The Discovery SVX would have returned a V8 to the Discovery lineup, an engine not seen since the 2013 LR4 (a Disco in all but name). More important, a production model would have commenced the Special Vehicle Operation division's SVX lineup for specialty off-roaders. The SVX badge hasn't been used since the 2008 Defender, six years before the birth of the SVO arm. For now, the SVO's go-fast SVR and luxury SVAutobiography trims, as well as continuation models, must suffice.
Land Rover told Motor Authority "the final decision was made months ago," which is likely when customers who'd placed orders were told. The carmaker told Autocar that there are no more plans to put the V8 into a Land Rover.
Car and Driver wonders if the V8 itself isn't the problem. Now that JLR's got its first Ingenium straight-six to market in the Range Rover Sport HST, the V8 might have too many gray whiskers to serve in a limited, highlight model. There have been persistent rumors about JLR borrowing BMW's 4.4-liter twin-turbo V8 for future models, too.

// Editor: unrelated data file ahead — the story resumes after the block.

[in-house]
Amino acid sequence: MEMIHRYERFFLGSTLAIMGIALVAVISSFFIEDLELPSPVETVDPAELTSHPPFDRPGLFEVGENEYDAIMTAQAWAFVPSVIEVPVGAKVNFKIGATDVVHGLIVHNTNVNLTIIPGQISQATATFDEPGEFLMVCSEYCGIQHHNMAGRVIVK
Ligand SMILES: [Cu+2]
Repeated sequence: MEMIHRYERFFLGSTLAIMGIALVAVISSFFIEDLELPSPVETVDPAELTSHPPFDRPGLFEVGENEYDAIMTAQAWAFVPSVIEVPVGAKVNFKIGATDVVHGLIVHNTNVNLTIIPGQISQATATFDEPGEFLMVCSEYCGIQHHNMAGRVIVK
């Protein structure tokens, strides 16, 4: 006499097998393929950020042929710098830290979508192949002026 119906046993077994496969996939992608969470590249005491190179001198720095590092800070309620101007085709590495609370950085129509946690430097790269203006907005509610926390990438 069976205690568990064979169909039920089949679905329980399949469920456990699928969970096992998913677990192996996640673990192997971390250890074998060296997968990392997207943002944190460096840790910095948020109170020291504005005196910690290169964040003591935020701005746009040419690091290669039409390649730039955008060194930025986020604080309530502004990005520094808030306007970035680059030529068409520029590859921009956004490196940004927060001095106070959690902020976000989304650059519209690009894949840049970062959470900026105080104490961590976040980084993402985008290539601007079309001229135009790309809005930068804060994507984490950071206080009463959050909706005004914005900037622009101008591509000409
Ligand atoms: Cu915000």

The SVX moniker is certain to reappear somewhere, eventually, once the terrain gets a little more friendly in Coventry. Remember, SVO canceled the Range Rover SVAutobiography Coupe last month, and lost studio director Wayne Burgess to Geely a week later. The Jaguar XE SVR was canned a year ago, and the V8-powered F-Pace SVR appears stuck in a public limbo. Not to mention JLR is losing money hand over fist and is desperately trying to reduce costs. Land Rover told Car and Driver, "We are investigating opportunities to bring Land Rover vehicles with enhanced all-terrain capability to market in the future." As far as SVX goes, the trim could pick up where it left off, with the 2021 Defender.